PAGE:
SUNDAY LUNCH IN THE SQUARE

26 Oct 2014
There is nothing fun about the crush of people on the underground. We were changing from the Piccadilly to the Jubilee in Green Park, on Sunday during ‘ Planned Engineering Works’. The airless tunnel was stifling, as we were funnelled from one platform to the next. There was a busker in there and I don’t know how he could stand it. We promised ourselves to remember this, the next time we dream about moving back. I can’t go back to this everyday.

“Think about your commute” David says quietly. We were sandwiched between fellow commuters on the tube. He held the yellow rail on the ceiling above my head, while my arm reached around someone to grab a pole, their bag pressed into my side. I pictured myself on the sparkling harbour, sitting in the air-conditioned ferry watching seagulls skim over the surface. “Morning has bro-ken…” He sang quietly in my ear a soft lullaby. Yes. It’s quite a different experience. I think I may have one of the best commutes in the world, back in Sydney. 

At Canada Water things improved dramatically as we changed to a shiny new Overland train and glided smoothly into our final destination. 

Rebecca had invited us for a Sunday Lunch at her place, in Chaumert Square, a picturesque garden lane, lined with quaint cottages. Every year we were invited to her Christmas party and enjoyed them immensely. We always met interesting people; a sculptor, an explorer of the Sudan, radio drama producers, directors, and actors.

Today it’s a small gathering, with her spritely Mother and two friends from the square, along with David and I. And Loulou, the cat who draped herself delicately on the back of an armchair. I considered stealing her away in my handbag.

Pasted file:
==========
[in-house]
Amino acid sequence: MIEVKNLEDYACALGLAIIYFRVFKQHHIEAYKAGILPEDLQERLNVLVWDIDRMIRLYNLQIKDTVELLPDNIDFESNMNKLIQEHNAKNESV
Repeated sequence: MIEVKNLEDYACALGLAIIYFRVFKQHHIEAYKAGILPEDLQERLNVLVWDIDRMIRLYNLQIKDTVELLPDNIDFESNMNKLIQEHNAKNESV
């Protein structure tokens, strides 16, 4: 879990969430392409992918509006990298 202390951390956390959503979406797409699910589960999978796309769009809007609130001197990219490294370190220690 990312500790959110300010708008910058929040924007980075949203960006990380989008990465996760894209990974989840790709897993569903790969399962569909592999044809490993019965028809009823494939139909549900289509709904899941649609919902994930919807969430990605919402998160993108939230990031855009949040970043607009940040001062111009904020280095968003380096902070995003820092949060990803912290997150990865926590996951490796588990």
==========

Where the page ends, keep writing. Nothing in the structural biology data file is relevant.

I have always loved the interior decor of Rebecca’s house: books, fresh flowers, black and white photographs, porcelain, crystal and artwork on every surface. It feels luxurious, creative and welcoming. Framed in ornate timber, is a check made out to Rebecca for ‘one million pounds’ from a grateful producer with a sence of humour. 

Lunch was delicious, served in three courses with accompanying wine. Rebecca is such a wonderful cook and hostess. One Christmas she gave us a handmade recipe book of her favourite cakes. 

One of the cottages in the Square is up for sale. It belongs to Hugh, whom we met at Rebecca’s Christmas parties. He has lived for 50 years in the square but due to failing health has decided to sell his beloved home in the city. Rebecca is looking out for Hugh and is helping where she can. There had been an open day yesterday and I couldn’t resist the opportunity to take a look at this cosy quintessentially English property. Rebecca assured us it was okay to visit considering it was dressed for inspection. The little cottage is filled with the story of Hugh’s personality and adventurous life. 

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